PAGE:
I couldn’t care less about the politics. I care about the anger. I care when we’re accused of fake news, and that some of our neighbors want to put their hands around our throats.
Those at the table were dedicated and thoughtful, if sometimes angry, newspaper readers who were invested in the discussion. Even so, tension crackled. Markle said he didn’t understand why we had made a certain decision. In trying to rephrase his point and go deeper, I said, “So what you don’t know is . . .” and he interrupted sharply: Oh, by all means, tell me what I don’t know, please!
Markle, though, ripped people who seek the echo chamber. He spurns Rush Limbaugh and Rachel Maddow equally, he said. Ambrosio conjured an ideal world in which, he said, people would “read or watch the news, check facts, do research” and decide for themselves. “It doesn’t happen. Everybody runs home to mama.” Meaning: their political womb. Johnston banked the night’s fire. “Every paper has a bias, left or right,” he said. “You guys try to be fair and neutral. In my mind, I think you lean slightly left. I’m not losing sleep over it.”
One theme emerged from our evening at Mission BBQ: Some readers believe our news reporting is meant to send signals. I read them part of a great piece danah boyd recently wrote on Medium asking, “Did media literacy backfire?” “Polarization, distrust, and self-segregation” are tearing us up, she wrote, with help from “our culture of doubt and critique, experience over expertise, and personal responsibility. . . . Media literacy asks people to raise questions and be wary of information that they’re receiving. People are. Unfortunately, that’s exactly why we’re talking past one another.” I asked our guests: Are we?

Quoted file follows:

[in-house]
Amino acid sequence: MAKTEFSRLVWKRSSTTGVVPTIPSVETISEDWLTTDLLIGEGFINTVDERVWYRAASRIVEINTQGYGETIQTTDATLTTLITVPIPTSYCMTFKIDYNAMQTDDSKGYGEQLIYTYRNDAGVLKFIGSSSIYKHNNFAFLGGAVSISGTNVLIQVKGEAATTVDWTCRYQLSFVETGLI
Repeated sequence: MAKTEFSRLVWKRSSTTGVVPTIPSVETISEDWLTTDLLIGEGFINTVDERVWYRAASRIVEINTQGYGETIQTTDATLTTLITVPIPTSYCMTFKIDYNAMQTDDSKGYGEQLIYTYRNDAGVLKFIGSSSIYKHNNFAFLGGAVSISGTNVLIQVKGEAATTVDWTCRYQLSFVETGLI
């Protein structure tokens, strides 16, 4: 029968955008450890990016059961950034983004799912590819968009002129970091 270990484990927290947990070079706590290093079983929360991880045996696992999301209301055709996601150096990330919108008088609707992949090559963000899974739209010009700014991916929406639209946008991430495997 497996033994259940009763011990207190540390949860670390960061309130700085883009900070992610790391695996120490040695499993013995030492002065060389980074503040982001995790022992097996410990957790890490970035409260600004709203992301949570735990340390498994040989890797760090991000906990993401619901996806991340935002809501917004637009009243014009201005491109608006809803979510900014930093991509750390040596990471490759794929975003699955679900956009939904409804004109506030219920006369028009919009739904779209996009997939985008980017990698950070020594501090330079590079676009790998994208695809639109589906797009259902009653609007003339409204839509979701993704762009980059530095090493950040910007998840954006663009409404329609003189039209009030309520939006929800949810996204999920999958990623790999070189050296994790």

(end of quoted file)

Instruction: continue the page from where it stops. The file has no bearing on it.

Johnston told a story: At Thanksgiving, he went to a relative’s house. Posted on the door was a sign: “No politics.” Sixteen people were there for dinner—“two of us felt one way, 14 felt the other,” he said. “There was no attempt at communication. The other side does not want to hear it.”
It’s risky for news organizations and readers to ignore each other. Our discussion underscored that good journalism matters to strong communities. But it’s also clear that some people have changed what they expect from news organizations, what they are willing to pay for, and how they define journalism. We need to talk about that. But not just through keystrokes. Readers who’ve given up on journalism, and journalists who don’t understand why, must shake hands and get reacquainted. I think, peering through the political smoke, we’d recognize each other as neighbors.